That has been a question on my mind ever since President Obama’s last State of the Union, which talked up signs of a turnaround in hiring and productivity in the U.S. manufacturing sector. I was also reminded of the "manufacturing comeback" at dinner while discussing aviation and manufacturing with a good friend (Jon) from the Detroit area who is actively trying to reinvent the market in Southeastern Michigan. He reminded me that as of late, national reporters have concluded that diminishing cost savings from overseas outsourcing, combined with some resurgence in homegrown innovation, was helping bring back jobs lost to China and other emerging markets years ago. I wonder how true this is and what it really means?
Clearly, a lot of influential people around the country – including GE CEO Jeffrey Immelt, who last year declared in Harvard Business Review that outsourcing is “quickly becoming mostly outdated as a business model for GE Appliances” – are bullish on the future of U.S. manufacturing. In technology media, there’s also plenty of enthusiasm around customization and NextGen manuafacturing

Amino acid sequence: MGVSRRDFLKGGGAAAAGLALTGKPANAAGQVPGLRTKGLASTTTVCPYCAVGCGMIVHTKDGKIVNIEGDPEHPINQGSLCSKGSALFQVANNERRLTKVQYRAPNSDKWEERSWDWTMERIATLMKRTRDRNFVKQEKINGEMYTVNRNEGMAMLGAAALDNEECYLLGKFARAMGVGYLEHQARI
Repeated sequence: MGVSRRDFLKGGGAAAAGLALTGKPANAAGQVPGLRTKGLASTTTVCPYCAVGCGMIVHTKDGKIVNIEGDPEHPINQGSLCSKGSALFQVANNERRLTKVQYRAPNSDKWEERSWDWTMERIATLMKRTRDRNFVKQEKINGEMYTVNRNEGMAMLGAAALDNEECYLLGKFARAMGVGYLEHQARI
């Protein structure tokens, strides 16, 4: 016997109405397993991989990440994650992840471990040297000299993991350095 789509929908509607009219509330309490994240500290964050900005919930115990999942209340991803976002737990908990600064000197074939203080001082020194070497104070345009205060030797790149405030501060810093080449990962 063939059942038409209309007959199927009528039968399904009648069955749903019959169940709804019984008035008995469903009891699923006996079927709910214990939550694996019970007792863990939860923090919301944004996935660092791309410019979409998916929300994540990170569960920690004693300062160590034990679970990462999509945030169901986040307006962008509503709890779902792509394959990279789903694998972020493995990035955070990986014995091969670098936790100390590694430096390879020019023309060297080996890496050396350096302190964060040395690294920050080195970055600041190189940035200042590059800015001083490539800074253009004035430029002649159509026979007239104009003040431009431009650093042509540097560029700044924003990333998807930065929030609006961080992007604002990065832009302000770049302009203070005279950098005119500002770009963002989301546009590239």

applications. Wired, for instance, had a story on an engineer using 3D printer to build a car. However, when one looks at aggregate data, it’s clear that the venture capitalists and private equity groups have been continuing their long-term shift away from hardware and deeper into all things software. But perhaps there is a new shift coming in 2013-2014 - especially in tough markets like Detroit.
To the extent VCs do like makers of things, it’s usually because the businesses are about 90% software driven and only at the end
assemble a box to make it easier for customers to access that software horsepower. On the other hand — except for a small group of top tier VCs — the venture business has not generated major returns over the past decade. And no one’s ever argued that venture investors have a lock on recognizing innovation or idea creation. Additionally, the venture industry is mostly clustered around Silicon Valley and the Northeast, with limited representation in the Midwest (Detroit and Chicago) and the South (Texas), which are significant hubs for manufacturing.
Personally, I’d like to see VCs put more cash into companies and ideas that make physical products and work with local entrepreneurs such as my buddy in Detroit. Seems there’s a strong business case as consumers tend to be more willing to exchange their cash for physical goods. While the value in the latest devices may be mostly software, I believe that people pay for the whole package, not just the ideas behind it! Also worth considering: The most valuable technology companies, such as Apple, are often known for designing beautiful gadgets, and not just the software that drives them.